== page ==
I listened to the sounds of Uncle Winthrop leaving his study and going to open the door…then the sound of the door opening. An odd length of silence. And then…
“What are you doing here?” demanded Uncle W.
“I’ve come to see Arri,” said the woman with cold civility.
“She’s busy.”
“You will not get rid of me until I’ve seen her.”
“She’s a child!” I couldn’t decide whom I wanted to win the argument. I was dying with both curiosity and intimidation at the same time. No one who dressed like that could be easy to talk to.
“This isn’t my fault, Winthrop, and you know it. At least I came to the front door like a decent person…” she seemed to be insinuating that she could have done something else. I shut my bedroom door as quietly as I could and tried to pretend I wasn’t there.
“What do you want with her?” Uncle Winthrop’s strong voice carried through the door, but the woman’s did not. I considered opening the door again.
“I don’t want to hear it! Arri can only come to harm.”
I put my ear to the door and heard a man’s footsteps on the staircase. The knock at my door startled me. I jumped, tripped, and made too much noise to stay hidden.
“Arri?” Uncle W.’s voice was frustrated.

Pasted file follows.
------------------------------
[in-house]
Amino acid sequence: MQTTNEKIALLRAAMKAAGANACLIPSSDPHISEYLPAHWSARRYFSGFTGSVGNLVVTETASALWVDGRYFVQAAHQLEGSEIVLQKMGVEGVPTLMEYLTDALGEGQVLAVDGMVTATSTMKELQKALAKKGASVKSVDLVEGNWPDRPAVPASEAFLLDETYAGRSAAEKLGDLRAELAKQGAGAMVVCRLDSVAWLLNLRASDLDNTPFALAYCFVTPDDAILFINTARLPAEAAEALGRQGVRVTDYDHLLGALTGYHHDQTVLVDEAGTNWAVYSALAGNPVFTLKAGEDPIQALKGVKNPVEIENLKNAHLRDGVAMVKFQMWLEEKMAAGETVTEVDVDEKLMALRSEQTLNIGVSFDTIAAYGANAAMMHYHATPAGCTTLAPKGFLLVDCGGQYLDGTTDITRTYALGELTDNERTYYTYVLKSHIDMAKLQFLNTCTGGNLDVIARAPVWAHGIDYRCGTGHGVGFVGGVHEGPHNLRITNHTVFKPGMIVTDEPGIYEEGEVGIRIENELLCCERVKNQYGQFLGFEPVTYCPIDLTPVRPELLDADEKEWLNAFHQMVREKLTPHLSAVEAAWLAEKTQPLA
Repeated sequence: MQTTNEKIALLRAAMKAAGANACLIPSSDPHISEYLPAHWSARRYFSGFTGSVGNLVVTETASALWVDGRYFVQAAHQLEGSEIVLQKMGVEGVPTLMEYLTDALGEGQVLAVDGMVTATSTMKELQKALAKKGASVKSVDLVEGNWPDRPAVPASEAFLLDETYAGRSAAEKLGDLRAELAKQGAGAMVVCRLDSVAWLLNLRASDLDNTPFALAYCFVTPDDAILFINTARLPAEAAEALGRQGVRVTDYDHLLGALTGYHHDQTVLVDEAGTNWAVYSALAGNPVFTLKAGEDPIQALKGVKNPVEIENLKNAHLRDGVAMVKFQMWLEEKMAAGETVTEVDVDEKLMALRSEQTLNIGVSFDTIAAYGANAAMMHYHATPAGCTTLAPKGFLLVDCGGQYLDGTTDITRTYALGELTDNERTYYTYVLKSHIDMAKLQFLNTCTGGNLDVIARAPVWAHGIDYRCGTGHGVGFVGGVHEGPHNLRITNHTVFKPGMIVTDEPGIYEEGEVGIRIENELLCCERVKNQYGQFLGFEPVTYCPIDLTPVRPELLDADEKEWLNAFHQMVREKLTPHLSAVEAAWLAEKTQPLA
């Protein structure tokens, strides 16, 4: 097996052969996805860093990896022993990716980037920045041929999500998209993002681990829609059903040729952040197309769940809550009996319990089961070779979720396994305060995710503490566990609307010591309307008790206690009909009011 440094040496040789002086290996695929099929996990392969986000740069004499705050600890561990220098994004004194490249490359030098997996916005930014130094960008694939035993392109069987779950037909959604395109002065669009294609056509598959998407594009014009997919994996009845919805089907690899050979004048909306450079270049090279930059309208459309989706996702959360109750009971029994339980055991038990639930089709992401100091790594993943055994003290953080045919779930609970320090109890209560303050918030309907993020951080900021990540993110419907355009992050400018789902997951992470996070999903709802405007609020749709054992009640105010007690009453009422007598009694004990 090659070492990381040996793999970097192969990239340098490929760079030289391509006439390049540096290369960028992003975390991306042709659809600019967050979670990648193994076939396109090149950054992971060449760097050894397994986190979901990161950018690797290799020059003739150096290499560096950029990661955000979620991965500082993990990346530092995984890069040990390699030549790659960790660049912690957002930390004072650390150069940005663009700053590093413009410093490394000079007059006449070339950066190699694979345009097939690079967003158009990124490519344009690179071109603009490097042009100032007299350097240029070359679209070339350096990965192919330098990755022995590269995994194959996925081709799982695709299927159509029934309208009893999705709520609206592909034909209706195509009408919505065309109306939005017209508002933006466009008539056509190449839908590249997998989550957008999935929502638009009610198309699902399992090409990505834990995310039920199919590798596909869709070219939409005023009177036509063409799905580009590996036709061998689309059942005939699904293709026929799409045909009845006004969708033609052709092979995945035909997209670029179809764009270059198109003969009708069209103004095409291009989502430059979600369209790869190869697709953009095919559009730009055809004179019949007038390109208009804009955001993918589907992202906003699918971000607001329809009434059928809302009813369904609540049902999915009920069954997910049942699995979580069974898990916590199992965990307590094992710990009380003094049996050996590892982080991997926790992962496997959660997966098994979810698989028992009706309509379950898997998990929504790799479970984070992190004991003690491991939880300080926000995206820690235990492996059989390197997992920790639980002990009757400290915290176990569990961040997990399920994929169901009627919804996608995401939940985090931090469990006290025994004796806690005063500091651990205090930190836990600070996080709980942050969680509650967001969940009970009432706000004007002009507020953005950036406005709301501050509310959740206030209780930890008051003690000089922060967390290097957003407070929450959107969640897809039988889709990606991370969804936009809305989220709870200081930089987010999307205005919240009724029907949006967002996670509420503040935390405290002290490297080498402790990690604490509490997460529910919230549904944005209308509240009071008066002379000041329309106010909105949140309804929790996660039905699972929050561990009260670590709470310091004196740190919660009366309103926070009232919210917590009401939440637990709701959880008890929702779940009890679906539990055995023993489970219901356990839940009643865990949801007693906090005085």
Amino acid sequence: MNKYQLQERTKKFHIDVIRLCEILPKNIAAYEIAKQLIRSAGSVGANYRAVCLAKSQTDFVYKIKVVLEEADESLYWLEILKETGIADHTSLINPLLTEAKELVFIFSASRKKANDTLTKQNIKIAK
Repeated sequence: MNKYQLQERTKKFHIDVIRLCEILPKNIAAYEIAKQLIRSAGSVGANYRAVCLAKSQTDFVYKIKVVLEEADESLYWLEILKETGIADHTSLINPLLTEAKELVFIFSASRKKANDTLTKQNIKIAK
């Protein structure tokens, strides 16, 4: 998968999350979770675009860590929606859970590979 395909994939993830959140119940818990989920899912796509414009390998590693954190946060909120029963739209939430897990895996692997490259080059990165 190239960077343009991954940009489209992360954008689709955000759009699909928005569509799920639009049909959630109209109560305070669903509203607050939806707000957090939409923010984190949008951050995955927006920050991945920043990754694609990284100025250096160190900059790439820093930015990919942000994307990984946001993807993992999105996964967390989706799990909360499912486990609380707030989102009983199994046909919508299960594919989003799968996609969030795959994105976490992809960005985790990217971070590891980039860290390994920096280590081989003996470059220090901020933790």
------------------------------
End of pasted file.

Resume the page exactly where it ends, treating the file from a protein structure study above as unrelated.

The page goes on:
I opened the door.
“Brynn Garrard is here to see you,” and he turned and walked away without another word.
I hurried down the stairs and stood before her, looking up. I couldn’t say anything; she didn’t look at all like I imagined her. Her face was full of fine wrinkles that added more grace to her character than age.
“It’s good to meet you again, Arri,” said Brynn with a smile. She took off her hat and set it on the armchair in the parlor, revealing a flourish of dark silvery hair with just a few streaks of color. “Of course, you won’t remember the last time we met—you were just learning to walk. I’ve thought many times that I’d like to look at you again, and so I have come.”
I didn’t say anything. Brynn cocked her head to one side and looked me up and down.
“Keish says that you’re a chatterbox, but right now you seem more like your quiet father. I can see his nose, and the way you stand is the way he stood in the line at their wedding reception. You’ve got your mother’s eyes, and your height… that must come from the Etautca side somewhere. You’re not as tall as your parents, but very pretty all the same.”
She looked very pleased.
“Did you know my mother well?” I asked, finding my voice.
“No… and yes,” said Brynn thoughtfully, “Shall we take a walk outside? I don’t think your uncle will mind if he can’t hear us. I’ve only met him once, briefly, and I don’t think this dress is as intimidating as I hoped.”
“Uncle W. doesn’t intimidate easily,” I said.
“That’s very wise of him. You’ll want a shawl to keep the chill off.”